Browse Prior Art Database

Viewing of Low Intensity Display Units Chip Stack

IP.com Disclosure Number: IPCOM000106406D
Original Publication Date: 1993-Nov-01
Included in the Prior Art Database: 2005-Mar-21
Document File: 2 page(s) / 85K

Publishing Venue

IBM

Related People

Coteus, PW: AUTHOR [+2]

Abstract

Information displayed on a video display terminal is difficult to view when the intensity of the displayed image is much less than that of the ambient light. For example, it is very difficult to view a backlit liquid crystal display screen in full sunlight. It is desirable to provide a means of viewing dim display images, either to allow viewing in brightly lit areas or to allow use of lower power displays.

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Viewing of Low Intensity Display Units Chip Stack

      Information displayed on a video display terminal is difficult
to view when the intensity of the displayed image is much less than
that of the ambient light.  For example, it is very difficult to view
a backlit liquid crystal display screen in full sunlight.  It is
desirable to provide a means of viewing dim display images, either to
allow viewing in brightly lit areas or to allow use of lower power
displays.

      A solution to the problem is to generate the primary image as a
series of short bursts of light, with an intensity sufficient to
allow easy viewing.  For example, the backlight of a conventional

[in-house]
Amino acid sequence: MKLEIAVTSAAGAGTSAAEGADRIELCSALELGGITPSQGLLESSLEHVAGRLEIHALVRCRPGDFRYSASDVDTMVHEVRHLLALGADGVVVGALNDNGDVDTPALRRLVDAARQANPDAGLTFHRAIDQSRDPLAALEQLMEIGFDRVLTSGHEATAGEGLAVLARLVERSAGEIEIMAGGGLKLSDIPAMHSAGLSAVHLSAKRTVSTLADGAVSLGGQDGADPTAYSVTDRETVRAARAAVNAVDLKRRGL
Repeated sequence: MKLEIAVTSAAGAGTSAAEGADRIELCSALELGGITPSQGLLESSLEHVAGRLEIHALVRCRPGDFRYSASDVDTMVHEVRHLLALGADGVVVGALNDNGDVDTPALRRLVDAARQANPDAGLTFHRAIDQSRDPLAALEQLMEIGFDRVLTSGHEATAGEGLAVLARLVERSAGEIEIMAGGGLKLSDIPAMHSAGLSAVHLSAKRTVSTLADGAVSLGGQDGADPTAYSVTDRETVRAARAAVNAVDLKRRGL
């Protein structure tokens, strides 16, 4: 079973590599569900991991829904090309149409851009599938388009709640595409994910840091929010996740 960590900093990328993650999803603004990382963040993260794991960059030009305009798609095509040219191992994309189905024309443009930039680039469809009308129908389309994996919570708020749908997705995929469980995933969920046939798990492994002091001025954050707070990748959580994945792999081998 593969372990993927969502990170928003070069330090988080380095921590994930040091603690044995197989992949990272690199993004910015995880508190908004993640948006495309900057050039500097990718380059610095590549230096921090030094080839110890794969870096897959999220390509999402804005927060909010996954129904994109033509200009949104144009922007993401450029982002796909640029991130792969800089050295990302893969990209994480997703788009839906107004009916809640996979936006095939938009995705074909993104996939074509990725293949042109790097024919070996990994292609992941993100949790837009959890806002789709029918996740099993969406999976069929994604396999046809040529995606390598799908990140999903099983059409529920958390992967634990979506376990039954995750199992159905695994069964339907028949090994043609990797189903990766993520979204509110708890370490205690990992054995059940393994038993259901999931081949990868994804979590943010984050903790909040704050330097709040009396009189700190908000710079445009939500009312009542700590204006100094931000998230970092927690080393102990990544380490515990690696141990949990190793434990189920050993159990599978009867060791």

liquid crystal display may be replaced with a strobe light.  The
average display intensity produced by the strobe light is
considerably less than the ambient light, and the resultant image is
difficult to view.  The frequency of the strobe light exceeds the
flicker frequency of the eye, so that the light appears to be
continuous.

      When the image formed using strobed light is viewed through a
shutter synchronized to the strobe light, the display light intensity
is greatly enhanced over the ambient background light.  Since the
shutter is only open while the backlight is on, the viewer sees the
same image as before.  However, the amount of background light seen
is greatly diminished, by the fraction of time the shutter is in the
closed state.  Using liquid crystal electronic shutters, it should be
possible to achieve up to 1/10,000 reduction in the intensity of the
background light.  The shutter may be conveniently fitted into
eyeglasses worn by the viewer.

      It is only necessary to reduce the background light while
looking at the primary image.  At other times, for example while
looking at the keyboard of a computer, a greater amount of background
light may be desired.  One means to allow this is to provide means to
control the shutter, based on orientation.  For example, a light
source from the display may be reflected off the shuttered
eyeglasses, and received at the display.  The amount of reflected
light is sensitive to the angle of the eyeglasses with respect to the
display.  As the viewer's head is tilted to look away from the
display, th...